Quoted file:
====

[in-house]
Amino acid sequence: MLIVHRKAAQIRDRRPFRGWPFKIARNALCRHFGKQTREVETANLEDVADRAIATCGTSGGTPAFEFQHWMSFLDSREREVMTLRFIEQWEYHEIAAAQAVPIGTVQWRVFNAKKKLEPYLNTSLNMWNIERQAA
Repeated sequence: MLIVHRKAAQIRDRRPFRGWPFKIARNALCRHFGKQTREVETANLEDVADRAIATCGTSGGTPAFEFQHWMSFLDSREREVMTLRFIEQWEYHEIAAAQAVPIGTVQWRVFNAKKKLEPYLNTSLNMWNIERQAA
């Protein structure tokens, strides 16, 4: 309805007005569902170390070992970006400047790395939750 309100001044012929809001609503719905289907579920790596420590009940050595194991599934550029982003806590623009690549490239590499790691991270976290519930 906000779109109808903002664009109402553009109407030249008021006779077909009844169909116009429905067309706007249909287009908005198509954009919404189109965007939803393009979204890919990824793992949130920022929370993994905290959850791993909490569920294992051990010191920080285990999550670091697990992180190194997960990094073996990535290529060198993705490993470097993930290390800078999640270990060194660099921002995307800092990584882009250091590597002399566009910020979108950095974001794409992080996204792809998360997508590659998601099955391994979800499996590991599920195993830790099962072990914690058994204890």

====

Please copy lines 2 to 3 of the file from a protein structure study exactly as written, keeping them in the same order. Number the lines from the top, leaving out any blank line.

Amino acid sequence: MLIVHRKAAQIRDRRPFRGWPFKIARNALCRHFGKQTREVETANLEDVADRAIATCGTSGGTPAFEFQHWMSFLDSREREVMTLRFIEQWEYHEIAAAQAVPIGTVQWRVFNAKKKLEPYLNTSLNMWNIERQAA
Repeated sequence: MLIVHRKAAQIRDRRPFRGWPFKIARNALCRHFGKQTREVETANLEDVADRAIATCGTSGGTPAFEFQHWMSFLDSREREVMTLRFIEQWEYHEIAAAQAVPIGTVQWRVFNAKKKLEPYLNTSLNMWNIERQAA